It is with great sadness that I read of Mr Mahmud Awang's death on Monday in Mersing, Johor.
I have known him since I entered politics in 1997.
He stepped down from parliamentary politics in 1968, but remained a member of the People's Action Party, and would make his way down to the party convention/conference from his home in Johor.
Mr Mahmud would also be present at dialogues where retired PAP Malay MPs were invited, and was keen to share his experiences with new MPs.
I have always been intrigued by the first generation of PAP Malay MPs, because of their willingness to be members of a party that was seen then by the Malay community as being too Chinese.
He and the others, such as the late Haji Yaacob Mohamed, Mr Rahmat Kenap, Mr Buang Omar Junid and Mr Mohamed Ariff Suradi, came from a political background like no other - they were all members of Umno but became disillusioned with the party and joined the PAP just before the 1959 General Election.
They came from the long line of Malays active both in politics and the unions against the backdrop of colonialism and rising Malay nationalism. Among them, Mr Yaacob Mohamed became one of "Lee's Lieutenants" and Mr Mahmud became the first caretaker president of the National Trades Union Congress. This speaks volumes of the trust placed on him, given the situation then of communist infiltration of the unions.
I am sure the trust placed on Mr Mahmud and other Malays in the PAP must have given the Malay community a psychological boost.
In one session, I asked him about the by-election in Anson in 1961, which he lost to Mr David Marshall by only about 500 votes. He told me he had been asked to contest the by-election and he proceeded willingly. Such was his straightforward nature, a quality seen in his parliamentary debates.
In the debate on the third reading of the Administration of Muslim Law Act in August 1966, a year after Singapore's separation from Malaysia, Mr Mahmud spoke in support of the Bill and deftly put Umno (then present in Singapore) at the receiving end of a barb on its manipulation of religion for political gains, unlike the PAP. This demonstrated his conviction in multiracial politics.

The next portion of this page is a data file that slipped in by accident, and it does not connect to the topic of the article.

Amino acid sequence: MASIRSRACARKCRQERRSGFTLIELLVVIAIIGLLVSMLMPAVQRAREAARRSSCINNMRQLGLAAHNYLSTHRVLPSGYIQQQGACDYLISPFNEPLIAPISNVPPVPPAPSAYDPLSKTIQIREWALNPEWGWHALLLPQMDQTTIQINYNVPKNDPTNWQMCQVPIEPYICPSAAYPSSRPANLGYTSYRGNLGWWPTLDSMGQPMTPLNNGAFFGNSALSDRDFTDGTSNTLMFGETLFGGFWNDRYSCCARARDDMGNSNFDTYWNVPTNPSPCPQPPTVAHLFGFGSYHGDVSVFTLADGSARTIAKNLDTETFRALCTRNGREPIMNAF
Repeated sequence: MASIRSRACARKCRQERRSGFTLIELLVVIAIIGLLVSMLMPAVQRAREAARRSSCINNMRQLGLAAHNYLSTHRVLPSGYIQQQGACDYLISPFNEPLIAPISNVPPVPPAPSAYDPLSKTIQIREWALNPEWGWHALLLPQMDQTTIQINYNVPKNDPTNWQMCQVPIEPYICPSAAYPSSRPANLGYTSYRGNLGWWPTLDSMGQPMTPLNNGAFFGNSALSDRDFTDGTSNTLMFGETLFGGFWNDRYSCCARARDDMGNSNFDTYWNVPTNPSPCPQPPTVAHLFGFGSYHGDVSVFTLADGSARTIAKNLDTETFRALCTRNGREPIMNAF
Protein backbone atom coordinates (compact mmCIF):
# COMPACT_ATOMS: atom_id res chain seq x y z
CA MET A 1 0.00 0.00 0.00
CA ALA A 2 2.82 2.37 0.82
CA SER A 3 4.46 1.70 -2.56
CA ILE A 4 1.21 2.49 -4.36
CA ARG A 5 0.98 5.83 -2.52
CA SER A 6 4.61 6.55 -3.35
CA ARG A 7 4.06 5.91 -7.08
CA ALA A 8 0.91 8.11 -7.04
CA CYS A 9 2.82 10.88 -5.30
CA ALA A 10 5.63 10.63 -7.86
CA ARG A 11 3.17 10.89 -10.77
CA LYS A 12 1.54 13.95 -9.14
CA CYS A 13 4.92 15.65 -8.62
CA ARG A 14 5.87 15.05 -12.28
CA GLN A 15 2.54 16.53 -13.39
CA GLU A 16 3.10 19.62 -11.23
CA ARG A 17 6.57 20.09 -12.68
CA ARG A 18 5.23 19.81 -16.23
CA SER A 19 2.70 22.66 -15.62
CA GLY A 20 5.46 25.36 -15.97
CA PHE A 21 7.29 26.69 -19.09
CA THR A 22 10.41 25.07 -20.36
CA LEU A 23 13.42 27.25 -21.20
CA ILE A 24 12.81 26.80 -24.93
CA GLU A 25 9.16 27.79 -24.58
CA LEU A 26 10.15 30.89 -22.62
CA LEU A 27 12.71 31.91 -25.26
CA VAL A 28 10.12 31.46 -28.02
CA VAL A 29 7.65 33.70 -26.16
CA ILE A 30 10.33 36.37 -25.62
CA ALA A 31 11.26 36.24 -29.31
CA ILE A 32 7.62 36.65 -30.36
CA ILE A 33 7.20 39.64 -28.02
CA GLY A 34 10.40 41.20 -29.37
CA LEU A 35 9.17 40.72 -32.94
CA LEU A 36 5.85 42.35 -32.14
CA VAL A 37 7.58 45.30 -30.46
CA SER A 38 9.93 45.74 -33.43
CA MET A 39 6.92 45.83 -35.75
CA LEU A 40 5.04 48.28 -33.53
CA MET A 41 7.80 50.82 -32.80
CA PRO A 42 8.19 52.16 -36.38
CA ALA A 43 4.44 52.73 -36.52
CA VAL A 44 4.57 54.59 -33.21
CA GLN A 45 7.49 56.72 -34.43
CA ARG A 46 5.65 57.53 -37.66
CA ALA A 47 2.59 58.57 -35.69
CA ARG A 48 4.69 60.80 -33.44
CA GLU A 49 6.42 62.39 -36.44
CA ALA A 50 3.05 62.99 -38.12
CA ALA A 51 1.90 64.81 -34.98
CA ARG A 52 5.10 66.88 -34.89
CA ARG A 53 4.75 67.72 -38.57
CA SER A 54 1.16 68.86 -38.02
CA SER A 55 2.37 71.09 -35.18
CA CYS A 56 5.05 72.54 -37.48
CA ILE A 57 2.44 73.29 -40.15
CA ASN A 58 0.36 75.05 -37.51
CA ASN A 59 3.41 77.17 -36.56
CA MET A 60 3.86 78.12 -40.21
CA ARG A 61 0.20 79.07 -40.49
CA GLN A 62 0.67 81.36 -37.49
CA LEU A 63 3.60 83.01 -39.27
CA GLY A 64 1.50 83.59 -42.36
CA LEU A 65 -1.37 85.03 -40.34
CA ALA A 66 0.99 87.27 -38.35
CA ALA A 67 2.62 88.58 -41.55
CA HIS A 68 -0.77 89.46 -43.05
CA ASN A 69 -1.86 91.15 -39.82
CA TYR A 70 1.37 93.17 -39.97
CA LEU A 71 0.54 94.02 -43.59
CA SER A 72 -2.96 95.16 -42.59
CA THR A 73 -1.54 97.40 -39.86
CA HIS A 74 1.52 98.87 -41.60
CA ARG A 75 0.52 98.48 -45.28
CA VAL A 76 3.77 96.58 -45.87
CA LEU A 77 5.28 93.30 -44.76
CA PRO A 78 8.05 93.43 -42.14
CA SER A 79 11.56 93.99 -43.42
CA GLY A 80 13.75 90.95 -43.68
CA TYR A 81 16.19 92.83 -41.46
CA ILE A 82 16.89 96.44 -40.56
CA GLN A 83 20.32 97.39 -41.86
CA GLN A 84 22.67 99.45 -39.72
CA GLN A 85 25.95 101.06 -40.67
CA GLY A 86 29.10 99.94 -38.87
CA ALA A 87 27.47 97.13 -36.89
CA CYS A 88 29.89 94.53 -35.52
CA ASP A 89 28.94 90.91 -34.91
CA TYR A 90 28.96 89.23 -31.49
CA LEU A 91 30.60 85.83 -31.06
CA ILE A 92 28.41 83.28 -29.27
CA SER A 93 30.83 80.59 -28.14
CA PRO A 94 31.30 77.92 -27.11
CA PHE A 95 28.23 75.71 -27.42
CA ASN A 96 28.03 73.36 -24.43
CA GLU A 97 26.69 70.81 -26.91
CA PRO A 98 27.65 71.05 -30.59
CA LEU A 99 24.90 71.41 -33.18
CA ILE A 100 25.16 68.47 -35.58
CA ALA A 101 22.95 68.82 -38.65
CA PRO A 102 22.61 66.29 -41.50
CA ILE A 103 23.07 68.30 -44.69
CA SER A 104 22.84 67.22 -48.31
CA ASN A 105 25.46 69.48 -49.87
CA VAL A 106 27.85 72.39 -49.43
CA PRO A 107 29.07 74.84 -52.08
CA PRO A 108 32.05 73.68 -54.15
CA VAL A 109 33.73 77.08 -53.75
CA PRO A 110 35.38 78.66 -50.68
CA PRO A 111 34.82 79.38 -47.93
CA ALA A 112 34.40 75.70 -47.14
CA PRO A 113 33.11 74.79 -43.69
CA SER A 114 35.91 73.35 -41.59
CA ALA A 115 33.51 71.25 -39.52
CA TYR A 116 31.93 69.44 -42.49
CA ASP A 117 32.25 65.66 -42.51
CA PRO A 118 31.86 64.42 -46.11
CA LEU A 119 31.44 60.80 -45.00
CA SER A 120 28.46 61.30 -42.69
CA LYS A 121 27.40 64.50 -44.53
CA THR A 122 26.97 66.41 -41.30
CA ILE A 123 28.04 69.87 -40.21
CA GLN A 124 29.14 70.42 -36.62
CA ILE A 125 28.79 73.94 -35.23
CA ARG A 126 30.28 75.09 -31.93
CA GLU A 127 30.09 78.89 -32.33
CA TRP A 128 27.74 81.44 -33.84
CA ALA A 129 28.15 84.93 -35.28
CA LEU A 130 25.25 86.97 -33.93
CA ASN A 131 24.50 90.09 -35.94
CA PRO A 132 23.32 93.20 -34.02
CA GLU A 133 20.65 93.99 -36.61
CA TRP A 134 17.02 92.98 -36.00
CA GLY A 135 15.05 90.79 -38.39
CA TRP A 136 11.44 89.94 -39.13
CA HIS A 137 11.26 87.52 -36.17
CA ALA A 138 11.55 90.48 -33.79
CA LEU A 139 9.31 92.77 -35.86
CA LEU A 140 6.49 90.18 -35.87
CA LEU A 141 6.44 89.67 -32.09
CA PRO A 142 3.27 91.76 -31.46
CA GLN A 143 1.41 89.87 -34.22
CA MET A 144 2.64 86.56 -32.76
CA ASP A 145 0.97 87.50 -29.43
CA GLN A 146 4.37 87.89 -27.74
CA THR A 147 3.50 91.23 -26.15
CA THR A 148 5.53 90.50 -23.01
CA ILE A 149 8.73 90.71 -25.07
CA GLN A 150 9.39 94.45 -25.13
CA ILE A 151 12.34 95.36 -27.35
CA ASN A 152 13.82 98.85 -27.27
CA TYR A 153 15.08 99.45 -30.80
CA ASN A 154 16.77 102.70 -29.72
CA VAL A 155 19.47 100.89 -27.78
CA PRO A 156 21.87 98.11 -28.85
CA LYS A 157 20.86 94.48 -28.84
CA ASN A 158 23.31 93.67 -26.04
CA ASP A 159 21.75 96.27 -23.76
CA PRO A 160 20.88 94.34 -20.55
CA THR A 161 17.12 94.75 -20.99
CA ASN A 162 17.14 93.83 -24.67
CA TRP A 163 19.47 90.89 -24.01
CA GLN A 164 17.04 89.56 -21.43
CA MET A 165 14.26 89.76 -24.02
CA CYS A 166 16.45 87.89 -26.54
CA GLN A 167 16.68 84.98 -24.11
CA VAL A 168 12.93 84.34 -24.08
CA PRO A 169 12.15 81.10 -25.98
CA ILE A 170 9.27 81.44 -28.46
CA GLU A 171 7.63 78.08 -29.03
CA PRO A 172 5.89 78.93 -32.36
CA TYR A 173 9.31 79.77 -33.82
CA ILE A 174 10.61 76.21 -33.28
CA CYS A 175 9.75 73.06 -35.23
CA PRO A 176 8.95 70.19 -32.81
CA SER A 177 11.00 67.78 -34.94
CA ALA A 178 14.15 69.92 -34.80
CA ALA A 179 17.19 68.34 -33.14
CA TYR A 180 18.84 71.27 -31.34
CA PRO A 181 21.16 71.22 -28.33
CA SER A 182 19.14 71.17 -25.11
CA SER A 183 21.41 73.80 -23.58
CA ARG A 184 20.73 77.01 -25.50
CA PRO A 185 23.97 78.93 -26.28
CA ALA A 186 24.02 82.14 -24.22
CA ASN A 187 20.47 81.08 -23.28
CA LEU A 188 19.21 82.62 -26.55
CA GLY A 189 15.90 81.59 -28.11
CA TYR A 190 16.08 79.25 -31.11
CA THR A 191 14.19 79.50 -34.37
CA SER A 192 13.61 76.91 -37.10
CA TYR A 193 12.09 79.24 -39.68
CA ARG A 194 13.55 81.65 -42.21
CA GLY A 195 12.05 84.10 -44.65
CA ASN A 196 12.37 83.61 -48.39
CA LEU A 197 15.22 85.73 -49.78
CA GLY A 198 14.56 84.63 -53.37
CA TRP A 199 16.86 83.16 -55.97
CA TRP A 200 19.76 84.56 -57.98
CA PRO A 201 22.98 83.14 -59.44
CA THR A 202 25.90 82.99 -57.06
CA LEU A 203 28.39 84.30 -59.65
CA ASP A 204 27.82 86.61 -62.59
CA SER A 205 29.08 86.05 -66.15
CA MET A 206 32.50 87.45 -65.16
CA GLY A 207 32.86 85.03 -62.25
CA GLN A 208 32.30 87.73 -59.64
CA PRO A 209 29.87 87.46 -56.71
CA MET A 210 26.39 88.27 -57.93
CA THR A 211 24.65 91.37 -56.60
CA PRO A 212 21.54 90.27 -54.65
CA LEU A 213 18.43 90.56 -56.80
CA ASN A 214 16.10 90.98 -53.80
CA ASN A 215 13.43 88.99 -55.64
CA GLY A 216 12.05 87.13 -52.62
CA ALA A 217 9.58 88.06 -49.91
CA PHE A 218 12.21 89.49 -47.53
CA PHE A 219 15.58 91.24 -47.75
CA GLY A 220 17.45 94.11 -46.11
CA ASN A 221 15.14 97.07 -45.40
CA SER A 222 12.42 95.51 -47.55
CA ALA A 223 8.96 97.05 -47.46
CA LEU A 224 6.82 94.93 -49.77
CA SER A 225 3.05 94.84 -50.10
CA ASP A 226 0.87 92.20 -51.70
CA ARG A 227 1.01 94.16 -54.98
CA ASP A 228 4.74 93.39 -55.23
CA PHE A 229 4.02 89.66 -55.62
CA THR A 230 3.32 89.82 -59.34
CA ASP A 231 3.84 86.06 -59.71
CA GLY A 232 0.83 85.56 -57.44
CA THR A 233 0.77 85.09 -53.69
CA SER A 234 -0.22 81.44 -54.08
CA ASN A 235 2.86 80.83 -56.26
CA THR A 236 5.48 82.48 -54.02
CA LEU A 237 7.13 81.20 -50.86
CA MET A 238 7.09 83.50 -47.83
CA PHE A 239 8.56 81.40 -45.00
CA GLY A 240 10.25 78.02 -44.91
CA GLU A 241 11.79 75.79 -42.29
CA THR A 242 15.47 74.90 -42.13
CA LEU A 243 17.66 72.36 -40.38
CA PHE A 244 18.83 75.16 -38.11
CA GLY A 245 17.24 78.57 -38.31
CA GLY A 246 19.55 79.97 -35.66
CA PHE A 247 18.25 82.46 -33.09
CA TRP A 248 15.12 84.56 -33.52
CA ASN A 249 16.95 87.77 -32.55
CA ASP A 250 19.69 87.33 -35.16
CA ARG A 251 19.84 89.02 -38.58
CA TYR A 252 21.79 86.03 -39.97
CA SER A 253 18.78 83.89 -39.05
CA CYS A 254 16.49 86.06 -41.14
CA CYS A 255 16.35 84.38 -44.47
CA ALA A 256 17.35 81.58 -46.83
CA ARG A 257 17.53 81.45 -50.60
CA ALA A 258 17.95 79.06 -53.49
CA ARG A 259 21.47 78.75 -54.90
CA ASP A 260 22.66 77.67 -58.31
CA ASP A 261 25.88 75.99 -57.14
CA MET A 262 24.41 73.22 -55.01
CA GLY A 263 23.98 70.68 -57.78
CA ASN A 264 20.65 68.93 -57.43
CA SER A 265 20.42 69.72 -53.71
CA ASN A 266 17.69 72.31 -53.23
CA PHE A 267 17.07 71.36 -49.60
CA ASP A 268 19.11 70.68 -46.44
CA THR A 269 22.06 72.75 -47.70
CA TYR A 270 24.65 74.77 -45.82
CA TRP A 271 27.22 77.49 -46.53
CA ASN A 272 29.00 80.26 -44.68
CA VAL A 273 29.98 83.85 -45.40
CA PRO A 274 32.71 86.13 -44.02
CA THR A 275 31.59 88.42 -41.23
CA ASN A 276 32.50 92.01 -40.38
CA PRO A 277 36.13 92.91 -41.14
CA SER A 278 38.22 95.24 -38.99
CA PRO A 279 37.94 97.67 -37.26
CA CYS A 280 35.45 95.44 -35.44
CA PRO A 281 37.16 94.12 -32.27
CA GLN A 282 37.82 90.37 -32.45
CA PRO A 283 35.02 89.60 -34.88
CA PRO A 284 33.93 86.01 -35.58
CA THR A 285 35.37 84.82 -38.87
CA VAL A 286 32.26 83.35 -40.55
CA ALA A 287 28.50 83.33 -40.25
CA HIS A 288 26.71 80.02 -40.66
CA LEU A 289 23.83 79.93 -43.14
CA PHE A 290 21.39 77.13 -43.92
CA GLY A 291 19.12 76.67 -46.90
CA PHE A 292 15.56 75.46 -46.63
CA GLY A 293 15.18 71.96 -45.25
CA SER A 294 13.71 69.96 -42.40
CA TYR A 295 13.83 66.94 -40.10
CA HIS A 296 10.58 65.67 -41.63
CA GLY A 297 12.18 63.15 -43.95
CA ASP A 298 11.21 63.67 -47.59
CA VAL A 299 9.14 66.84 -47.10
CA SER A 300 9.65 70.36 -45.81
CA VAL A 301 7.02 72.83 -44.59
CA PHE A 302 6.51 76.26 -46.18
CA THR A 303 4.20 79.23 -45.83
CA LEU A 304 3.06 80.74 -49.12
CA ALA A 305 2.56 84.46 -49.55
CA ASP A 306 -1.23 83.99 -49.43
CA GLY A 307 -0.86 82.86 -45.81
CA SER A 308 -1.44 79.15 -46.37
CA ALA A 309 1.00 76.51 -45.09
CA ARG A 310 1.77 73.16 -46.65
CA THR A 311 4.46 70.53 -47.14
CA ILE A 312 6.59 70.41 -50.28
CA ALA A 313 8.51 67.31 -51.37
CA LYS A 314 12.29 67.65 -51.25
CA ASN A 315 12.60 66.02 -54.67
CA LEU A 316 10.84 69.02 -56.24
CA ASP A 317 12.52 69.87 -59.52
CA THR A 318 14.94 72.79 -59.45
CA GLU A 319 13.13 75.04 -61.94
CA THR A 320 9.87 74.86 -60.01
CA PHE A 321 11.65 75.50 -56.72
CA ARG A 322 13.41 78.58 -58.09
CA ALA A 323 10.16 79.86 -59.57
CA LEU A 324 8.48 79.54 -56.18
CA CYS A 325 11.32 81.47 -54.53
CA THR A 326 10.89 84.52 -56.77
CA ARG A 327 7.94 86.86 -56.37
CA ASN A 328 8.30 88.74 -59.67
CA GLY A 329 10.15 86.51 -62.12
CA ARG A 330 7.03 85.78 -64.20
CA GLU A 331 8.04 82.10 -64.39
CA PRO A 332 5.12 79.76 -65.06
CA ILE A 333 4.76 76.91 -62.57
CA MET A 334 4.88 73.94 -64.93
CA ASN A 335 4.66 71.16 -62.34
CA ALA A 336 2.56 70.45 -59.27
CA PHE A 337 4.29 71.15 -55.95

He is perhaps the last of that generation of Malays who threw their lot in with the PAP at a time when it was fashionable to join other parties with a Malay agenda.
My generation of PAP Malay MPs are beneficiaries of this older generation's conviction and commitment to multiracialism.
We are grateful to them for making it possible for other Malays to step forward and see politics as an honourable undertaking.
It is my wish that Mr Mahmud and others of his generation be seen in the same light as those in the founding fathers' generation.
I do not wish for a monument, but perhaps a mention in the history books of the role they played and their contributions to building modern Singapore.
They deserve to be seen as part of that constellation of men and women who believed strongly in the idea of a multiracial Singapore and worked tirelessly at it.
Yaacob Ibrahim (Dr)